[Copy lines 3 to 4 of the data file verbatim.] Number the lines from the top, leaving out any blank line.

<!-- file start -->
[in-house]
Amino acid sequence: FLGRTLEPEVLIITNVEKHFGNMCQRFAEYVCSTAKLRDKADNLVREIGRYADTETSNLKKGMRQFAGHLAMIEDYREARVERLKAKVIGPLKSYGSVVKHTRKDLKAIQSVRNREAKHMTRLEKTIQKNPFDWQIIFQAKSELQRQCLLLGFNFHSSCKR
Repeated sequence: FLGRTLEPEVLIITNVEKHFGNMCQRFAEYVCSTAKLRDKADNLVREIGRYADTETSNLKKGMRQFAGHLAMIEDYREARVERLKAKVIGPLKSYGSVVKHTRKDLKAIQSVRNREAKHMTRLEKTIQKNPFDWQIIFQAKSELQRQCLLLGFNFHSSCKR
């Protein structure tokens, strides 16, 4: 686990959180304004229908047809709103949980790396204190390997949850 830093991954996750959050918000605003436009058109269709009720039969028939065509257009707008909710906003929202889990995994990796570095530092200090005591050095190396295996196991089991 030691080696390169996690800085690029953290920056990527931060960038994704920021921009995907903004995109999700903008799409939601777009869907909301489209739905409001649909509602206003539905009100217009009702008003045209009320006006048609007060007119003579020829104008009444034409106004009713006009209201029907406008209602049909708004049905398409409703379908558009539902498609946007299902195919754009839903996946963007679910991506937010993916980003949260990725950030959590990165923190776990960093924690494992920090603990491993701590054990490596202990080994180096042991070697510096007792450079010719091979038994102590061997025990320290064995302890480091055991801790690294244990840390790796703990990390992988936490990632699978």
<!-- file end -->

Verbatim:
Repeated sequence: FLGRTLEPEVLIITNVEKHFGNMCQRFAEYVCSTAKLRDKADNLVREIGRYADTETSNLKKGMRQFAGHLAMIEDYREARVERLKAKVIGPLKSYGSVVKHTRKDLKAIQSVRNREAKHMTRLEKTIQKNPFDWQIIFQAKSELQRQCLLLGFNFHSSCKR
């Protein structure tokens, strides 16, 4: 686990959180304004229908047809709103949980790396204190390997949850 830093991954996750959050918000605003436009058109269709009720039969028939065509257009707008909710906003929202889990995994990796570095530092200090005591050095190396295996196991089991 030691080696390169996690800085690029953290920056990527931060960038994704920021921009995907903004995109999700903008799409939601777009869907909301489209739905409001649909509602206003539905009100217009009702008003045209009320006006048609007060007119003579020829104008009444034409106004009713006009209201029907406008209602049909708004049905398409409703379908558009539902498609946007299902195919754009839903996946963007679910991506937010993916980003949260990725950030959590990165923190776990960093924690494992920090603990491993701590054990490596202990080994180096042991070697510096007792450079010719091979038994102590061997025990320290064995302890480091055991801790690294244990840390790796703990990390992988936490990632699978």